SS Alcantara (1913)
|Builder:||Harland & Wolff|
|Fate:||Sunk 29 February 1916|
|Armament:||6 x 6in guns
2 x 3pdr guns
SS Alcantara was an ocean liner that went into service just weeks before the start of World War I, was converted to an armed merchant cruiser in 1914, and was sunk by the German armed merchant cruiser SMS Greif on 29 February 1916 in the North Sea.
Battle with Greif
Greif was disguised as the Norwegian Rena out of Tønsberg, Norway when intercepted by Alcantara on the morning of 29 February 1916. Alcantara closed to 2000 yards and slowed to lower a boarding cutter when Greif hoisted the German battle ensign, increased speed, and opened fire.
Alcantara returned fire from the port side guns. Range was never more than 3000 yards. One of Greifs torpedoes detonated amidships against Alcantaras port side, and one of Alcantaras shells exploded the ready ammunition for Greifs after gun. Both ships lost speed.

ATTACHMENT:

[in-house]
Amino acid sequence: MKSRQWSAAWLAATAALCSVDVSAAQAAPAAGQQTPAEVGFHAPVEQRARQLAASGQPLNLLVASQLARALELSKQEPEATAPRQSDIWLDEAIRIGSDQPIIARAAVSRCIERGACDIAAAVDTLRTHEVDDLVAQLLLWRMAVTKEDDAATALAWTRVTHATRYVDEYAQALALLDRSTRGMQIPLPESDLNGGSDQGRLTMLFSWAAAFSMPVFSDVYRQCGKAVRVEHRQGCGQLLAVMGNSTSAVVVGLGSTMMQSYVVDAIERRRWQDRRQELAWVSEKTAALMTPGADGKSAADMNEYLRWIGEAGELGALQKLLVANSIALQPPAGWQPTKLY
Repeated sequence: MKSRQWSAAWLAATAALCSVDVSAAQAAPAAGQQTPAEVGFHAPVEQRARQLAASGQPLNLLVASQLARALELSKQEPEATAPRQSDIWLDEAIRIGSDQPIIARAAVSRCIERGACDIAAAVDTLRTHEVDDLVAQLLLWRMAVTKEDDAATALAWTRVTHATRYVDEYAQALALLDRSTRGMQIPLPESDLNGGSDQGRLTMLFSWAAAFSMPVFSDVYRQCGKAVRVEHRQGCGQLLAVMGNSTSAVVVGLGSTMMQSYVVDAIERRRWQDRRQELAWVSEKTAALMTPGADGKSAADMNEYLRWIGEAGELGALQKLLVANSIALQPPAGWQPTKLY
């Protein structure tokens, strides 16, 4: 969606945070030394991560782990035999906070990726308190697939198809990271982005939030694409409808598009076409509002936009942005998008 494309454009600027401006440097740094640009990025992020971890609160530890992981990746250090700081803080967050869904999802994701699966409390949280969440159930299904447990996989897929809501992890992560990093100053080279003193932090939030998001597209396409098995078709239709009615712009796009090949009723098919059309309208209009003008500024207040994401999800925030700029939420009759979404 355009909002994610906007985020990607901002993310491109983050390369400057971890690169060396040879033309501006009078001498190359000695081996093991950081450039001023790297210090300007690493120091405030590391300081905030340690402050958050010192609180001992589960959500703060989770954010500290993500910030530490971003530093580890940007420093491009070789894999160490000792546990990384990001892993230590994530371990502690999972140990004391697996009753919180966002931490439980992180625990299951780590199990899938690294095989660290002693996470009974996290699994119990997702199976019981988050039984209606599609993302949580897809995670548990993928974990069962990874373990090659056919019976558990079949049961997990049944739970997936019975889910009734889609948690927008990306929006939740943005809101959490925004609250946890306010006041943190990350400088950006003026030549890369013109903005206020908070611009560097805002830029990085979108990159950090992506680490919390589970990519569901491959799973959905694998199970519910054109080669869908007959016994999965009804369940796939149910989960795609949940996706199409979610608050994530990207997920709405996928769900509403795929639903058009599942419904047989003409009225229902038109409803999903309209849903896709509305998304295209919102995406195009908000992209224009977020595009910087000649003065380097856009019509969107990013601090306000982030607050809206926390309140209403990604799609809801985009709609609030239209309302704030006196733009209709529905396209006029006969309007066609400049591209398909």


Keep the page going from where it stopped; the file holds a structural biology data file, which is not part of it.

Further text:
Greifs crew abandoned ship 40 minutes after opening fire. Alcantara sank first. The C-class light cruiser HMS Comus and M-class destroyer HMS Munster then arrived to sink the stationary Greif and rescue 210 German survivors.
- Poole, Francis (July 1975). "Alcantara vs. Greif: Duel of the Merchant Cruisers". Proceedings (Annapolis, MD: United States Naval Institute): 52–57.
- Schmalenbach, Paul (1977). German Raiders. Annapolis, MD: Naval Institute Press. ISBN 0-85059-351-4.